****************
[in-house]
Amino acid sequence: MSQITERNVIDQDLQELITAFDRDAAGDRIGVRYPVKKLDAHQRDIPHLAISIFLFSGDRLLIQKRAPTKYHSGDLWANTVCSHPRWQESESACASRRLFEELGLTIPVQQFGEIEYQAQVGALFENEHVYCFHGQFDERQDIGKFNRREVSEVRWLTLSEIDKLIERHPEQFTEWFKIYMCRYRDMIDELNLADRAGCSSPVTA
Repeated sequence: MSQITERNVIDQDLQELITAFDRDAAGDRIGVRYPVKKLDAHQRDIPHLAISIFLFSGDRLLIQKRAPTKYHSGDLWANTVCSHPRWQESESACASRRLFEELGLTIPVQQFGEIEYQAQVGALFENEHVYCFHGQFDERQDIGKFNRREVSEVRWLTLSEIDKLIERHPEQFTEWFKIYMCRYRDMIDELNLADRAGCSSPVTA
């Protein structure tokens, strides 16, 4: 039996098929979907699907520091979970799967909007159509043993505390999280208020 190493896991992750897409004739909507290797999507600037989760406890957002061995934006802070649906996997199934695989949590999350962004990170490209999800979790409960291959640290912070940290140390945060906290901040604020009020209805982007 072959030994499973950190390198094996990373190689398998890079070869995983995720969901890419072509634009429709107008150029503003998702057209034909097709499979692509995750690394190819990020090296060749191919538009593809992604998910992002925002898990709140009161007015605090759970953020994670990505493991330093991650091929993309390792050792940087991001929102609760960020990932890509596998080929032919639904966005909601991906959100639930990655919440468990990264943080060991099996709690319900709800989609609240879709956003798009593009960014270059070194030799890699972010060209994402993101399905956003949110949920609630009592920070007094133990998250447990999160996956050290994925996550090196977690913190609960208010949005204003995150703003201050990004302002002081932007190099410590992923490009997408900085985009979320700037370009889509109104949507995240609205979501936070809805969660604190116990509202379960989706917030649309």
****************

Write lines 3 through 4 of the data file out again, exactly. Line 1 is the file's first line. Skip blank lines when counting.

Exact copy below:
Repeated sequence: MSQITERNVIDQDLQELITAFDRDAAGDRIGVRYPVKKLDAHQRDIPHLAISIFLFSGDRLLIQKRAPTKYHSGDLWANTVCSHPRWQESESACASRRLFEELGLTIPVQQFGEIEYQAQVGALFENEHVYCFHGQFDERQDIGKFNRREVSEVRWLTLSEIDKLIERHPEQFTEWFKIYMCRYRDMIDELNLADRAGCSSPVTA
């Protein structure tokens, strides 16, 4: 039996098929979907699907520091979970799967909007159509043993505390999280208020 190493896991992750897409004739909507290797999507600037989760406890957002061995934006802070649906996997199934695989949590999350962004990170490209999800979790409960291959640290912070940290140390945060906290901040604020009020209805982007 072959030994499973950190390198094996990373190689398998890079070869995983995720969901890419072509634009429709107008150029503003998702057209034909097709499979692509995750690394190819990020090296060749191919538009593809992604998910992002925002898990709140009161007015605090759970953020994670990505493991330093991650091929993309390792050792940087991001929102609760960020990932890509596998080929032919639904966005909601991906959100639930990655919440468990990264943080060991099996709690319900709800989609609240879709956003798009593009960014270059070194030799890699972010060209994402993101399905956003949110949920609630009592920070007094133990998250447990999160996956050290994925996550090196977690913190609960208010949005204003995150703003201050990004302002002081932007190099410590992923490009997408900085985009979320700037370009889509109104949507995240609205979501936070809805969660604190116990509202379960989706917030649309």